The fire on water started in 1811 in Pittsburgh, initiating a revolution in river commerce. The New Orleans became the first steamboat to navigate the Ohio and Mississippi rivers. The 371-ton, $40,000 side-wheeler was fueled by fire in its boilers.
The voyage was directed by Nicholas Roosevelt, a relative of two future presidents. At an average of 10 mph downstream, speed wasn’t the objective. Roosevelt’s purpose was to demonstrate the steamboat’s potential to haul large numbers of people and hundreds of tons of freight.
The steamboat left Pittsburgh Oct. 20, 1811, reached Cincinnati Oct. 27, Louisville Oct. 28, and Natchez Dec. 30, before completing its voyage of about 1,900 miles Jan. 12, 1812, in New Orleans.
The impact of steamboats on trade and river travel wasn’t immediate. Its development was slowed by the War of 1812 and the presence of river obstacles.
Could Tecumseh have known of the steamboat’s "fire on the water" in 1811? It is possible he had knowledge of the introduction of the steamboat on the Hudson River in 1807.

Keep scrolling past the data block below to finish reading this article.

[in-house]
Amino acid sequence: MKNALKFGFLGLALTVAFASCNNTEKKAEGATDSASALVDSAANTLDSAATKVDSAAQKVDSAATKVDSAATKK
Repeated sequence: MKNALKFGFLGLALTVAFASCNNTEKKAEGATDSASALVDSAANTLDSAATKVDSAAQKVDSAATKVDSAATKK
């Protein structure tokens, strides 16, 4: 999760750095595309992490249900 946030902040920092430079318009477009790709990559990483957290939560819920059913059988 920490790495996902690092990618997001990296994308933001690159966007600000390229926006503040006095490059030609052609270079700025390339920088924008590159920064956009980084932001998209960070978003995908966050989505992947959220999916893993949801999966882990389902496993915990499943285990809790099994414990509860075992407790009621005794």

The New Orleans had stopped Dec. 16 to load coal near Tell City, Ind., when the New Madrid quake started. Before entering the Mississippi River Dec. 18, several Indians in canoes pursued the noise, fire and smoke they apparently believed related to the earthquake. The Indians, who couldn’t keep up with the steamboat, may have been seeking revenge for the death and damage caused by "the fire on the water."
There are no photos of the New Orleans and artists who later depicted
6. Great Squirrel Migration of 1811
A sixth phenomena observed in late 1811 was the Great Squirrel Migration -- an event not usually included in accounts of Tecumseh’s possible warning prophecies.
Charles J. Latrobe -- an English travel writer and a cousin of Lydia Roosevelt -- was aboard the New Orleans during its maiden voyage in 1811-1812. He noted the squirrel movement in a book, The Rambler in North America.
Latrobe wrote, in part: "A spirit of change and a restlessness seemed to pervade the very inhabitants of the forest. A countless multitude of squirrels, obeying some great and universal impulse, which none can know but the Spirit that gave them being . . . were seen pressing forward by tens of thousands in a deep and sober phalanx to the South. No obstacles seemed to check this extraordinary and concerted movement: the word had been given them to go forth, and they obeyed it, though multitudes perished in the broad Ohio [River], which lay in their path."